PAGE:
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French Opera Arias

  • 1. Trois Chansons De Bilitis: I. La Flute De Pan
  • 2. Trois Chansons De Bilitis: II. La Chevalure
  • 3. Trois Chansons De Bilitis: III. Le Tombeau Des Naiades
  • 4. Mandoline
  • 5. Cinq Poemes De Baudelaire: III. Le Jet D'eau
  • 6. Trois Ballades De Francois Villon: III. Ballade Des Femmes De Paris
  • 7. Fetes Galantes (1st. Series): I. En Sourdine
  • 8. Fetes Galantes (1st. Series): II. Fantoches
  • 9. Fetes Galantes (1st. Series): III. Clair De Lune
  • 10. Chere Nuit
  • 11. Ici-Bas!, Op.8 No.3
  • 12. Apres Un Reve, Op.7 No.1
  • 13. Les Temps Des Lilas
  • 14. La Vie Anterieure
  • 15. Phidyle
  • 16. Oure Ton Coeur
  • 17. El Combat Del Somni: I. Damunt De Tu Nomes Les Flores
  • 18. El Combat Del Somni: II. Aquesta Nit Un Mateix Vent
  • 19. El Combat Del Somni: III. Jo Et Pressentia Com La Mar
  • 20. Romance De Solita
  • 21. Cinco Canciones Negras: IV. Cancion De Cuna Para Dormir A Un Negrito
  • 22. Cinco Canciones Negras: V. Canto Negro
  • 23. Farruca
  • 24. La Giralda
  • 25. El Vito
  • Janine Micheau - soprano
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49.00 PLN


Nr kat.: SBT1347
Label  : Testament (UK)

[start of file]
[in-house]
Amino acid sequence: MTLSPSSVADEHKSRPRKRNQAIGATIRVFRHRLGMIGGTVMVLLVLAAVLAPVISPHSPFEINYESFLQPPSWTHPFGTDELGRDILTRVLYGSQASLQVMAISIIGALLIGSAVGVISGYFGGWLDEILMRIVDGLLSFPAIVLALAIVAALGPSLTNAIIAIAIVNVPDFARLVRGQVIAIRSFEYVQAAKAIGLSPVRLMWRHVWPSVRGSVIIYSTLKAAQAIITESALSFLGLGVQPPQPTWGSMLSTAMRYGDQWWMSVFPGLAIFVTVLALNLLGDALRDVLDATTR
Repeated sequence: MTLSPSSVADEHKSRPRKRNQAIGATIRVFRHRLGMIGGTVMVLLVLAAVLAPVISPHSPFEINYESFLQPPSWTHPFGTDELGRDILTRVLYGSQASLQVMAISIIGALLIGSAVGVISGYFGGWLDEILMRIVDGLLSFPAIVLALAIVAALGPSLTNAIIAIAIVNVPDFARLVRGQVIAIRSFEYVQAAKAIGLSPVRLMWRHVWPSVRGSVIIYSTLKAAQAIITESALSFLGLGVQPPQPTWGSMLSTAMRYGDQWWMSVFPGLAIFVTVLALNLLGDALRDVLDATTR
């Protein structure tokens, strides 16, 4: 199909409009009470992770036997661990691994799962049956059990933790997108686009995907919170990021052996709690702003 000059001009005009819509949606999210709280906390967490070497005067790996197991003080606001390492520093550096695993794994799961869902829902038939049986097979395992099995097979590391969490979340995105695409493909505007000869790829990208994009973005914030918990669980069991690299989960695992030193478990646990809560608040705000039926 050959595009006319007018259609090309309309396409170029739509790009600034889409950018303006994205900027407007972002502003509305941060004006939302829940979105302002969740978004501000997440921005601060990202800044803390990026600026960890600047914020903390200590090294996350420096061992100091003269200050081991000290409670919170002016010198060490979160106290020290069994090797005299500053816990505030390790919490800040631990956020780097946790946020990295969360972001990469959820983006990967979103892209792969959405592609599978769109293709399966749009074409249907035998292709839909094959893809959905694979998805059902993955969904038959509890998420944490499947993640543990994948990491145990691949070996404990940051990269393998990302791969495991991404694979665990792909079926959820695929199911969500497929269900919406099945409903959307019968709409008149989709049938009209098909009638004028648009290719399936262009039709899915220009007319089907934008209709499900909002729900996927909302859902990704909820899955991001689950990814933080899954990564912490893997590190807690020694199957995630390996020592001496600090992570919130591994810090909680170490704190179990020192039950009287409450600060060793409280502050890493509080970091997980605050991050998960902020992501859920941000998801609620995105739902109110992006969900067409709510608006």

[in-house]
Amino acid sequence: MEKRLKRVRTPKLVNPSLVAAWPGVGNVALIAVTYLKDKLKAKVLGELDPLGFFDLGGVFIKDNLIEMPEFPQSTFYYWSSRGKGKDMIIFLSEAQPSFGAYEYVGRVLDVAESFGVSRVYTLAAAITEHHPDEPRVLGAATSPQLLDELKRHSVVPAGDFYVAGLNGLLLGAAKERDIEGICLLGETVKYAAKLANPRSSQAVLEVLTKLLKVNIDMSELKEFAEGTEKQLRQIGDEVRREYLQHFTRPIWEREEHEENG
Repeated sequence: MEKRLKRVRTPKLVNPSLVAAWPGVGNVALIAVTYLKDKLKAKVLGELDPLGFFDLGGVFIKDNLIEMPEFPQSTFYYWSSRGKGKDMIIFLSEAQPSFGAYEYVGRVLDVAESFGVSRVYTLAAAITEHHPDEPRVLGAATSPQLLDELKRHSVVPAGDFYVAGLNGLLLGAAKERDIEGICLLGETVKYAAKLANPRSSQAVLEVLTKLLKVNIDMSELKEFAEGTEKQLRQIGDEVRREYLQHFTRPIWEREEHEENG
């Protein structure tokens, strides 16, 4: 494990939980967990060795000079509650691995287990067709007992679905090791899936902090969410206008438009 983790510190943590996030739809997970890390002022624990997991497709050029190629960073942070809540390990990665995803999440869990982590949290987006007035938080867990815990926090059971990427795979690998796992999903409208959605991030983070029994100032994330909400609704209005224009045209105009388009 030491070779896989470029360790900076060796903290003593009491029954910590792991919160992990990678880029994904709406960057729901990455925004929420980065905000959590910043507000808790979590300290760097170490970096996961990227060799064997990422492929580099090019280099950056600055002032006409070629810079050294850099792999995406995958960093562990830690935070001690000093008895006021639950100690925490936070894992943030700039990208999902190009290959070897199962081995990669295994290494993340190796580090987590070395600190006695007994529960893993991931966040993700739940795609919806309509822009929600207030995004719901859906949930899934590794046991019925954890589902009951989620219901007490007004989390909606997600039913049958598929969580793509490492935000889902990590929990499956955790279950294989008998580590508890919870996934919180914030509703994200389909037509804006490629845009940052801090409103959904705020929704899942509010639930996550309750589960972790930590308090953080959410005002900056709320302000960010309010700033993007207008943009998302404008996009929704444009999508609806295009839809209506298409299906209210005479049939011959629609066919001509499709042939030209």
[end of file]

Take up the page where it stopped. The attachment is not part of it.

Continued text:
Janine Micheau was a leading French lyric soprano in the post-World War II period. She was a popular Mélisande, recorded Micaëla for Beecham's stereo EMI Carmen, sang Sophie in the Rosenkavalier under Erich Kleiber's baton, starred at the Paris Opéra and elsewhere in staples by Gounod and other French Romantics, and mastered a repertory that included Stravinsky (Ann Truelove), Milhaud, and Berg. Here, Testament has gathered a collection of French arias originally recorded by Decca between 1948 and 1953, and it's well worth hearing for any lover of French opera. It's not all spun gold--her "Depuis le jour" lacks some of Louise's youthful ardor, I wished for more of a sense of abandon in Mignon's "Je suis Titania", and the last number, Chabrier's "A la Musique", sounds like an occasional piece for an occasion that should be skipped. But the rest of the disc, about 53 minutes' worth, is a fine representation of a singer in the grand French soprano tradition, the voice light, clear, and pointed, the coloratura flights fluent, tastefully showy (unless that's an oxymoron), the phrasing slightly cool in the earlier recordings but gathering depth and involvement in the later ones. Best of all are the excerpts from Gounod's Mireille, comprising almost half-an-hour of singing that totally embodies the character, from the airy "O, lég?re hirondelle" to the drama of the desert scene in "Voice la vaste plaine". The "Doll's Song" from Tales of Hoffmann and an aria and duet (with tenor Libero de Luca) from Bizet's Pearlfishers are well done. There's also a nice pair of bouncy excerpts from Chabrier's Le Roi malgré lui, and a neatly turned "Ah! je veux vivre" from Gounod's Roméo et Juliette. Testament includes full texts and translations and fresh, clear transfers, especially those made from the early 1950s. (Dan Davis, ClassicsToday.com)